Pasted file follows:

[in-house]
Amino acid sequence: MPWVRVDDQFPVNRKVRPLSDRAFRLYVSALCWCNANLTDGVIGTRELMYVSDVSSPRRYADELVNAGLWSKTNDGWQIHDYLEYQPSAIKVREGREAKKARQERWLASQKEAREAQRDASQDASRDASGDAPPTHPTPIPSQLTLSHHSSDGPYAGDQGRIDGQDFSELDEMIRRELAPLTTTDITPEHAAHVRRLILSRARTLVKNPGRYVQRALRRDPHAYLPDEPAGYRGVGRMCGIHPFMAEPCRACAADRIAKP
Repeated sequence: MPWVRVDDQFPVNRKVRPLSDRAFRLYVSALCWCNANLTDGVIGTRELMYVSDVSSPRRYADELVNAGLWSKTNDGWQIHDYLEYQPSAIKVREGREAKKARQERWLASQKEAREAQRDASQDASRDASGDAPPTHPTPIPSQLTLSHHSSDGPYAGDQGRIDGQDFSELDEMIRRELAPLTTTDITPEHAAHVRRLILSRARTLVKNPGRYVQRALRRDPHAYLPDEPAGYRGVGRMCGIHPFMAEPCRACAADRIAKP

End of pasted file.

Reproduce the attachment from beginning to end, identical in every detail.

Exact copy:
[in-house]
Amino acid sequence: MPWVRVDDQFPVNRKVRPLSDRAFRLYVSALCWCNANLTDGVIGTRELMYVSDVSSPRRYADELVNAGLWSKTNDGWQIHDYLEYQPSAIKVREGREAKKARQERWLASQKEAREAQRDASQDASRDASGDAPPTHPTPIPSQLTLSHHSSDGPYAGDQGRIDGQDFSELDEMIRRELAPLTTTDITPEHAAHVRRLILSRARTLVKNPGRYVQRALRRDPHAYLPDEPAGYRGVGRMCGIHPFMAEPCRACAADRIAKP
Repeated sequence: MPWVRVDDQFPVNRKVRPLSDRAFRLYVSALCWCNANLTDGVIGTRELMYVSDVSSPRRYADELVNAGLWSKTNDGWQIHDYLEYQPSAIKVREGREAKKARQERWLASQKEAREAQRDASQDASRDASGDAPPTHPTPIPSQLTLSHHSSDGPYAGDQGRIDGQDFSELDEMIRRELAPLTTTDITPEHAAHVRRLILSRARTLVKNPGRYVQRALRRDPHAYLPDEPAGYRGVGRMCGIHPFMAEPCRACAADRIAKP